Why You Should Consider Setting Up A Credit Fraud Alert

by Tara Merrigan
Matt Cardy/Getty Images News/Getty Images

Last week, the credit reporting company Equifax disclosed that as many as 143 million people could have been affected in a breach that lasted from May until it was discovered at end on July. While “core consumer or commercial credit reporting databases" were not compromised, according to the company, the sheer size of the breach has left many wondering what to do next. While a credit freeze could be right for you if you have serious concerns, you may also consider a fraud alert in light of the Equifax hack.

"This is clearly a disappointing event for our company, and one that strikes at the heart of who we are and what we do. I apologize to consumers and our business customers for the concern and frustration this causes," said Richard F. Smith, Equifax CEO, said in a statement at the time of the announcement.

Some in personal finance have suggested in recent days that those worried about the breach impose a freeze on their credit, which essentially makes identity theft much harder to commit but also could cause some minor annoyances, since you won't be able to access your credit so easily. Another measure to take is setting up a fraud alert. According to the Federal Trade Commission, to set up a fraud alert you must call one of the three credit reporting companies (Equifax being one of them) and ask for them to place the alert. The alert, which is free, makes businesses contact you and confirm your identity before opening a line of credit in your name. The alert lasts for 90 days and can be renewed. A fraud alert also entitles you to free credit reports.

In the days following, some have asked whether or not the federal government will launch an investigation into this massive breach. “We’re trying to get a handle on the scope of all of this. We’re certainly taking this very seriously,” Federal Trade Commission Chair Maureen Ohlhausen said in response to a question of whether there would be an investigation, according to Reuters. The Federal Trade Commission (FTC) is tasked with overseeing credit reporting companies such as Equifax.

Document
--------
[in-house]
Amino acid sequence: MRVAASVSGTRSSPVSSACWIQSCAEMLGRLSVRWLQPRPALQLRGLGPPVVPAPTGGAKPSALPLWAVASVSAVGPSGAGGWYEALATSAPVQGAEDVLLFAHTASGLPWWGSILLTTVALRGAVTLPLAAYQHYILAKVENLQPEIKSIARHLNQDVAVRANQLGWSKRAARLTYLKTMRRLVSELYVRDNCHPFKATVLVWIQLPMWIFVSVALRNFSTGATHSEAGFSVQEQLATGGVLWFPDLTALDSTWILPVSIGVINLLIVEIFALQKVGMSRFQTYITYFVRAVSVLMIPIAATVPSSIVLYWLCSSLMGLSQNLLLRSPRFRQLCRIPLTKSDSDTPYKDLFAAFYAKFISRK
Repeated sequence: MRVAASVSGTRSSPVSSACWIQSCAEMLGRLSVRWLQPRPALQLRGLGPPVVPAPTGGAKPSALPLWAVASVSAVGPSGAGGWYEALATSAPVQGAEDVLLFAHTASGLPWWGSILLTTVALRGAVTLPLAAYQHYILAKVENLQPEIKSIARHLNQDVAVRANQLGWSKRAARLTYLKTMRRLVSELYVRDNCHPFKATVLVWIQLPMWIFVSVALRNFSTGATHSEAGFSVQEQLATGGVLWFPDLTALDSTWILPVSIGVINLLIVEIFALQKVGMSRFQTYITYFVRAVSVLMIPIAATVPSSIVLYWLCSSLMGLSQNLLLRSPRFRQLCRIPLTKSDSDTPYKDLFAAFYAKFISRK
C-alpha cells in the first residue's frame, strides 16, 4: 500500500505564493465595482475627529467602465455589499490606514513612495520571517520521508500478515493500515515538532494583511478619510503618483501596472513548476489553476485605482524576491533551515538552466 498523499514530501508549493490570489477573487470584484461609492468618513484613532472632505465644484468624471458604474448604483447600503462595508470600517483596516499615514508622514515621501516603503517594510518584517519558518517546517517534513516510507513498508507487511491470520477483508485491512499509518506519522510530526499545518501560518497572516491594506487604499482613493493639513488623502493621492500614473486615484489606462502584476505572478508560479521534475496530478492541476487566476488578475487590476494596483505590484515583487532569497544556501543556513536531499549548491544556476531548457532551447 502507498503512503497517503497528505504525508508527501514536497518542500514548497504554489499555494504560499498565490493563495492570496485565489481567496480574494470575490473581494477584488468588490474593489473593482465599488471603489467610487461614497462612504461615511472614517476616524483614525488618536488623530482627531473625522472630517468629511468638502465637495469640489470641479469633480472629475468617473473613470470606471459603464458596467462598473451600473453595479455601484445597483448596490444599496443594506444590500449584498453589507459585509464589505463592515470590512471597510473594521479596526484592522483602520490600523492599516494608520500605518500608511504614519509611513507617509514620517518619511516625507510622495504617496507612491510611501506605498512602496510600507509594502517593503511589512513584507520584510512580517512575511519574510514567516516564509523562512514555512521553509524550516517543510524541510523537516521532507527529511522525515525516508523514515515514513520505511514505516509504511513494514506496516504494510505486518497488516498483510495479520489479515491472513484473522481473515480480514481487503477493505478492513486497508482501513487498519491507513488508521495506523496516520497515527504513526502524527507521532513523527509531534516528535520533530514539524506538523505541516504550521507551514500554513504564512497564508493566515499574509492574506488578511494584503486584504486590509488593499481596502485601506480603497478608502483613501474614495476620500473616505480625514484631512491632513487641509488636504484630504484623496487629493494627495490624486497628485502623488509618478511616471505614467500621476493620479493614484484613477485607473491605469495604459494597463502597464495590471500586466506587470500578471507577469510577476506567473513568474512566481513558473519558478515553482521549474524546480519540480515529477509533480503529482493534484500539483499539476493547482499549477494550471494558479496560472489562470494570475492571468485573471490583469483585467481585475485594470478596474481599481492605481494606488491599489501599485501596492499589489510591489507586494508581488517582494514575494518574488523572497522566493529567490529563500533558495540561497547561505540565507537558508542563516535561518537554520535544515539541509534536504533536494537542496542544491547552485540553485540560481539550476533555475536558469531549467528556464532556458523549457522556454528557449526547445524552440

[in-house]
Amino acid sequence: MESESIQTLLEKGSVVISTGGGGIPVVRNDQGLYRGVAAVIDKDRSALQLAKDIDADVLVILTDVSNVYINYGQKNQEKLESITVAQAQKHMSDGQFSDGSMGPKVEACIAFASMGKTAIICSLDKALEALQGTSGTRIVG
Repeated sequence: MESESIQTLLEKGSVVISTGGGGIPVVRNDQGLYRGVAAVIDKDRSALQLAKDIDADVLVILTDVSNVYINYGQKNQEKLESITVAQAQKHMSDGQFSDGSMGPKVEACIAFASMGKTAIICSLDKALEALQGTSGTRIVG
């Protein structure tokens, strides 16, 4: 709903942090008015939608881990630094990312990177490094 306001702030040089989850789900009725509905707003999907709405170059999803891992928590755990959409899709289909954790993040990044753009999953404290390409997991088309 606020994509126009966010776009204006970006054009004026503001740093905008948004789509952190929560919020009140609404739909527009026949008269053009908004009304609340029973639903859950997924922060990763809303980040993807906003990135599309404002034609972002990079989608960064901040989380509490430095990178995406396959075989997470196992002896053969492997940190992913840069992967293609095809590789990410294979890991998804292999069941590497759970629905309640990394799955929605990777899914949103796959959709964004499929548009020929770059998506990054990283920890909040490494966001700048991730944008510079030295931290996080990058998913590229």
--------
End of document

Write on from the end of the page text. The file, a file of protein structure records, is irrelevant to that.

And furthermore, as of Monday, it looked like the Senate Committee on Finance might launch an inquiry of its own into the breach. “The scope and scale of this breach appears to make it one of the largest on record, and the sensitivity of the information compromised may make it the most costly to taxpayers and consumers,” a letter from the committee to Equifax read. Thirty-six senators sent a separate letter to the executive branch of the federal government calling for an investigation, particularly concerned with the fact that three top-level managers sold their shares in the company shortly after the breach was discovered internally.

Elsewhere on Capitol Hill, the House Energy and Commerce Committee on Wednesday called for Smith, Equifax's CEO, to testify. “We look forward to hearing directly from Mr. Smith on this unprecedented breach that has raised serious questions about the security of consumers’ personal information,” Rep. Greg Walden and Rep. Bob Latta said in a statement, according to The Hill. The House Financial Services Committee is also planning to have a hearing regarding the Equifax breach.

As for how these initial inquiries will end for Equifax, it remains unclear. Nonetheless, it's incredibly important to protect yourself. So if a credit freeze seems like too extreme a measure, seriously consider a fraud alert if you fear you've been affected by the breach. To confirm whether or not you have been affected, you may want to check out Equifax's Trusted ID service. Due to the breach, the company is offering the credit monitoring service free for a year.